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Takeda buys coeliac disease partner PvP Biologics after phase 1 win

Deal includes upfront payment plus up to $330m in milestones


Takeda’s ‘build to buy’ strategy of partnering has resulted in a takeover deal for coeliac disease drug developer PvP Biologics.

Takeda isn’t disclosing the value of the deal, but says it includes an upfront payment plus up to $330m in development and regulatory milestones.

The acquisition has been triggered by positive phase 1 results with TAK-062 (Kuma062), described as a “super glutenase” that breaks down gluten that is ingested in the diet. Takeda signed an option agreement on the product in 2017 in return for $35m.

Coeliac disease is a common autoimmune condition characterised by inflammation of the small intestine, causing diarrhoea, abdominal pain and bloating, as well as impairing the ability to absorb nutrients from the diet.

People with the disease can try to manage it by avoiding gluten-containing foods, but some still experience symptoms despite this approach and for them there is no fallback treatment option, according to Asit Parikh, who heads up Takeda’s gastroenterology unit.

“TAK-062 is a highly targeted therapy that could change the standard of care in coeliac disease,” he said. The orally-active drug is designed to degrade the immune-reactive parts of gluten before they exit the stomach, and will now be advanced into a phase 2b trial.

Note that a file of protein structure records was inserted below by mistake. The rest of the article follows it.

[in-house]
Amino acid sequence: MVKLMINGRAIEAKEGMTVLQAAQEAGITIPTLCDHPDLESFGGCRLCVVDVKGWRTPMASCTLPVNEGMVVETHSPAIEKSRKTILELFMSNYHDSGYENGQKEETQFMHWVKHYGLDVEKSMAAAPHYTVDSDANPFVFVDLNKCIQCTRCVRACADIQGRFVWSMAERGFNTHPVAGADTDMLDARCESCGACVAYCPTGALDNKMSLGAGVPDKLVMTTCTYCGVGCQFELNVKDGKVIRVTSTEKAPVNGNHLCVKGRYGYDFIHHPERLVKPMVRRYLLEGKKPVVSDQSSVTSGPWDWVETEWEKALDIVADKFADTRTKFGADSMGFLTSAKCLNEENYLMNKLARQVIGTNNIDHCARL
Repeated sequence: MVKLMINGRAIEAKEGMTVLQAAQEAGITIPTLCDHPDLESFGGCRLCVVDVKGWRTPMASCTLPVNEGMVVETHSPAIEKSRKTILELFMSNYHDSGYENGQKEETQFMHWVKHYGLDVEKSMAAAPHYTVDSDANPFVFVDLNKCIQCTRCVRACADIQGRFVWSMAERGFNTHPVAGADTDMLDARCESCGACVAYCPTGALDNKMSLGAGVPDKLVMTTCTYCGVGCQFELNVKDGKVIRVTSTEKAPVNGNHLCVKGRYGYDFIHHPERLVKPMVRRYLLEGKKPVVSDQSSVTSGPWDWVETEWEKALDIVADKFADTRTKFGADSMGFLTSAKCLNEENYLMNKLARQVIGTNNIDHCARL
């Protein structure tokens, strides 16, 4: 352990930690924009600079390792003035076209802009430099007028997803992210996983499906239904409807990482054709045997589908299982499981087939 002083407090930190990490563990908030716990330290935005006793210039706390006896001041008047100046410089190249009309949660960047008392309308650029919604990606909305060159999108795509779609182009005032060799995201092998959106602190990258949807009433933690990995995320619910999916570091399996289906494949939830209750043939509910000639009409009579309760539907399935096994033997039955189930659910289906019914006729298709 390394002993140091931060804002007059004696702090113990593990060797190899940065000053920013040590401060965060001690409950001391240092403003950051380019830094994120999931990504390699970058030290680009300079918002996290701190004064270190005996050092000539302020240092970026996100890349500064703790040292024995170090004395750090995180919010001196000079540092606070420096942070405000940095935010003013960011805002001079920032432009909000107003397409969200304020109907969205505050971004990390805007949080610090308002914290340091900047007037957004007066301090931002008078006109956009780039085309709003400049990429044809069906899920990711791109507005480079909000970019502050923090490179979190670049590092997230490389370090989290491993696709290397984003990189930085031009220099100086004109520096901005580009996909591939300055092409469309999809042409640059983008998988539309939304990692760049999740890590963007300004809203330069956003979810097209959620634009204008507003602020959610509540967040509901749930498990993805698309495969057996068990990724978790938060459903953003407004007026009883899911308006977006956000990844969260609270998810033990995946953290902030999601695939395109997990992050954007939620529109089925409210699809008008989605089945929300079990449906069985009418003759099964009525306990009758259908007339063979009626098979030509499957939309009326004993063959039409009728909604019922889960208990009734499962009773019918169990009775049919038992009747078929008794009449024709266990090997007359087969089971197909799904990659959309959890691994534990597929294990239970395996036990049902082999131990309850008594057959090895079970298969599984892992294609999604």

TAK-062 is the second coeliac disease therapy licensed by Takeda in the last few months, after it snapped up worldwide rights to COUR Pharma’s CNP-101/TAK-101 for up to $420m on the strength of phase 2b data.

TAK-101 takes the form of biodegradable nanoparticles containing gliadin protein – delivered by intravenously in two infusions given two weeks apart - that are designed to block gluten-induced immune activation. Positive phase 2 results were reported at the United European Gastroenterology Week in January.

The approach taken with the PvP partnership mirrors Takeda’s agreement almost three years ago with UK biotech GammaDelta, with cash injected into the company in return for a buyout option if proof-of-concept studies go as planned.

Takeda paid up to $100 million in funding to deploy GammaDelta’s T cell platform to find new therapies for cancer and autoimmune/inflammatory diseases.

The build to buy model has fallen out of favour of late on the grounds that it can put a brake on nimble decision-making at the target company, and also because there has been plentiful financing around for start-ups who want to maintain their independence.

There has been a flurry of licensing deals in the coeliac disease area in recent months, including deals between GlaxoSmithKline and Sitari and Roche/Genentech and Parvus, as drugmakers eye a potentially lucrative market for a disease that affect millions of people around the world and has no approved therapies.

Hopes of a treatment breakthrough were dashed last year when one of the frontrunners in new drug development – ImmunsanT – abandoned its coeliac vaccine candidate Nexvax2 after a failed phase 2 trial.

Article by
Phil Taylor

26th February 2020

From: Sales



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